Everything you need to know about the SAT Test.

By Lissette Gonzalez

The SAT is a standardized test used for college admissions in the United States. The SAT, pronounced “S-A-T”, is an acronym for Scholastic Assessment Test. Due to differences in funding, curriculum, and grading among U.S. high schools, the SAT was created in 1926 to fairly assess students’ readiness for college on a national level. The SAT is administered by The College Board, a non-profit organization. Most recently updated in 2005, the SAT now includes three sections: Critical Reading, Math, and Writing. The full-length test takes 3 hours and 45 minutes. Most of the questions on the SAT, except for the essay and the grid-in math responses, are multiple-choice questions.

Tip: If you can eliminate one or more answers- guess!

How is The SAT Scored?

A student earns 1 point for each correct answer, is deducted 1/4 point for each incorrect answer (except for grid-ins), and earns 0 points for each omitted answer. Although a student does not lose points for unanswered questions; too many omissions will result in an overall lower score.

The score for each of the three sections ranges between 200-800 points with the average score being a 500.  Therefore, a 1500 is an average composite score and the maximum score is 2400.  The essay is given a score between 2-12, whereby two graders each give the essay a score from 1-6. A study from MIT’s professor of writing, Les Perelman, found a strong positive correlation between the length of the essay and the essay’s score.

Tip: Make your essay long by using lots of relevant supporting details and utilize infrequently used words like “plethora” and “myriad” instead of “a lot” or “many.” 

What do Colleges Require?

When applying to colleges, it is important to understand what college admissions officers are looking for.  Most colleges place great importance on a student’s cumulative high school GPA (Grade Point Average), rigorous coursework, SAT/ACT standardized test scores, application essay, and letters of recommendation. In addition, extracurricular activities, volunteer work, ethnicity, work experience, and state residency are also strongly considered.

Tip: Research the colleges of your choice so that you can set a goal for your SAT score. You can search for this information on https://bigfuture.collegeboard.org/college-search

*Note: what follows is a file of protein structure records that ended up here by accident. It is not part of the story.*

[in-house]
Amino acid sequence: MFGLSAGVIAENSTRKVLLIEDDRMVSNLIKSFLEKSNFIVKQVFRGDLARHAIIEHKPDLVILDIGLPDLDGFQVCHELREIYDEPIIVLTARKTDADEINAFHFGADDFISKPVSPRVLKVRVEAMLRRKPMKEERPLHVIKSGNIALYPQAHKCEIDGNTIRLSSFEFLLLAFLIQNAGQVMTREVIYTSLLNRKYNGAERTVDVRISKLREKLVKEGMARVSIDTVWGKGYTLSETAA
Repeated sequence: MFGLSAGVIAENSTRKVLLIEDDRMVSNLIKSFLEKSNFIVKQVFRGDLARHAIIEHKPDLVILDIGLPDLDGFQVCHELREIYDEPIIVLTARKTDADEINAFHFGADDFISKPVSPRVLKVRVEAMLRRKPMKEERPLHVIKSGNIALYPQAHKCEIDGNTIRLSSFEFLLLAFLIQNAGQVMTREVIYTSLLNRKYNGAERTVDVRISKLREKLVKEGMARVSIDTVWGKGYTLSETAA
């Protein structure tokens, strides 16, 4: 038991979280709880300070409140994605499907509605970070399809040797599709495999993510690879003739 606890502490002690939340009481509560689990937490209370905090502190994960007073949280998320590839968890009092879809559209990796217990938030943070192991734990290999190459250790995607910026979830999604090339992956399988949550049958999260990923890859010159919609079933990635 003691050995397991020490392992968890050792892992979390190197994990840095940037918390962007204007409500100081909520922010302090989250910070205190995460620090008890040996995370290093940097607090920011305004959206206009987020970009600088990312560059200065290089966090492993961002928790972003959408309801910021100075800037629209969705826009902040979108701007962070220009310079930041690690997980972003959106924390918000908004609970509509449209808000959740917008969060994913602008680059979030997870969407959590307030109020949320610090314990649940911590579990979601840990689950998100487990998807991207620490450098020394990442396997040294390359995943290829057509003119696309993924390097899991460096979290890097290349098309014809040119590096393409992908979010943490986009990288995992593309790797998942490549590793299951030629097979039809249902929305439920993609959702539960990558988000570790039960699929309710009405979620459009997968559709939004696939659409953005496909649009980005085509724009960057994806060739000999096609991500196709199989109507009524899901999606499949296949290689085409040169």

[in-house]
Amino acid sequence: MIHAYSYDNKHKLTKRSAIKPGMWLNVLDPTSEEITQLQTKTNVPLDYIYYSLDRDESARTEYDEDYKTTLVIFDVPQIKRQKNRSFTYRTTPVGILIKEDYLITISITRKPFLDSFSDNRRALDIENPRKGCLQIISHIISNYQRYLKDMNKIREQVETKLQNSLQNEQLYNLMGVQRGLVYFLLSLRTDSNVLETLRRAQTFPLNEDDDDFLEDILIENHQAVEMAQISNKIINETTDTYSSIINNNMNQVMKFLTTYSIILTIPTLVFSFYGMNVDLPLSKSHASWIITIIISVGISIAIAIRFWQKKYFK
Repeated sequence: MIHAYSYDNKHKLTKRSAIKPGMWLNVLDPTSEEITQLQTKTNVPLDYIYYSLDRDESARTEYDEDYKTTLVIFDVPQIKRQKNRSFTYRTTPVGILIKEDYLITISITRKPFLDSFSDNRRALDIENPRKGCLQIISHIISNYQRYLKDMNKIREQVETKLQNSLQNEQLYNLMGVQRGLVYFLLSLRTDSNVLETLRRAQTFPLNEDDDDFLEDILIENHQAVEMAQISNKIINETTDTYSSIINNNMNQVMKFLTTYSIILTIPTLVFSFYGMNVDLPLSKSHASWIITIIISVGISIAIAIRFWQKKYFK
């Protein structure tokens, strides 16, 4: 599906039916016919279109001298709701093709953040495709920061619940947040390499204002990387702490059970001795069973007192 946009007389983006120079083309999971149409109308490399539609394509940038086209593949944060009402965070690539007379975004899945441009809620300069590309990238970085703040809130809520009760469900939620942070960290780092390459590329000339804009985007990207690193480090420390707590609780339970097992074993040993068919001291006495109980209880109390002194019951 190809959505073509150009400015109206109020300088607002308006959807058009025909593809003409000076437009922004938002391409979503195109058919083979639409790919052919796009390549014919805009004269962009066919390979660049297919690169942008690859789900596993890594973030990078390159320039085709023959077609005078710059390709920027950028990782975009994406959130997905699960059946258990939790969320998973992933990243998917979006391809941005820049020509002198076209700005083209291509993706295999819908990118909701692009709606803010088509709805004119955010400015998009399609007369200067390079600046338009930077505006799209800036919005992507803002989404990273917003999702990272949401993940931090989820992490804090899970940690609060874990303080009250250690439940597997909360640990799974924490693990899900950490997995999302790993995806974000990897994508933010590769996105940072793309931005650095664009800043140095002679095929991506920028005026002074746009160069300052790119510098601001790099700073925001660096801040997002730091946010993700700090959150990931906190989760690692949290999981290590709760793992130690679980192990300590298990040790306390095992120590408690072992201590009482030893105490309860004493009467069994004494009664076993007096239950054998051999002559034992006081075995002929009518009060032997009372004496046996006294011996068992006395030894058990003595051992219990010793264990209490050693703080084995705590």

Florida International University (FIU)

16,600 applicantsà 6,500 admitted

Average SAT Scores: Critical Reading 560 + Math 570 + Writing 550 = Composite Score 1680

Average ACT Score: 26


Florida State University (FSU)

28,300 applicantsà 16,500 admitted

Average SAT Scores: Critical Reading 580 + Math 600 + Writing 590 = Composite Score 1770

Average ACT Score: 26.5


University of Florida (UF)

27,300 applicantsà 11,800 admitted

Average SAT Scores: Critical Reading 620 + Math 640 + Writing 630 = Composite Score 1890

Average ACT Score: 27


Boston University (BU)

41,800 applicantsà 20,600 admitted

Average SAT Scores: Critical Reading 620 + Math 660 + Writing 640 = Composite Score 1920

Average ACT Score: 28

 What do Florida Bright Future Scholarships Require?

All students in the state of Florida may be eligible to receive Florida Bright Future Scholarships if they meet the requirements below.

The Florida Academic Scholar, which pays 100% tuition for a 4-year public university in Florida, requires a 3.5 GPA, 100 hours of community service, and a minimum score of 1280 or 28 on the SAT (Critical Reading and Math sections only) or ACT, respectively. 

The Florida Medallion Scholar, which pays 75% tuition for a 4-year public university in Florida, requires a 3.0 GPA, 75 hours of community service, and a minimum score of 1020 or 22 on the SAT (Critical Reading and Math sections only) or ACT, respectively.

 When Should I Take the SAT?

Most students take the SAT for the first time in the Spring of their junior year and again, for a second time, in the Fall of their senior year.

Tip: Take the SAT only two times because the best score from each section will be combined. If you take the SAT three or more times, your scores will be averaged and this will less likely increase your score.

What Should I do to Prepare? 

In order to prepare for the SAT, make sure to take several practice tests. There are a wide variety of SAT practice books available in bookstores and online. Discipline yourself each week by setting aside time to practice. Being familiar with the test format and instructions beforehand will help you save time and feel more confident on the day of the exam. Additionally, make sure you are timing yourself as you practice. The test allows about 1 minute per question. The CollegeBoard.org has a free online SAT practice test that will provide you with a detailed report identifying your specific areas of strengths and weaknesses. You may also choose to take an SAT preparation course, which provides content review, test-taking strategies, and practice. 

How do I register?

You can register for upcoming SAT tests online at www.collegeboard.org at least three weeks prior to the test date. The registration fee is $50.

 If you are interested in registering for an SAT preparation course go to www.doralSATprep.com. Mention this article and save $25 off any class!



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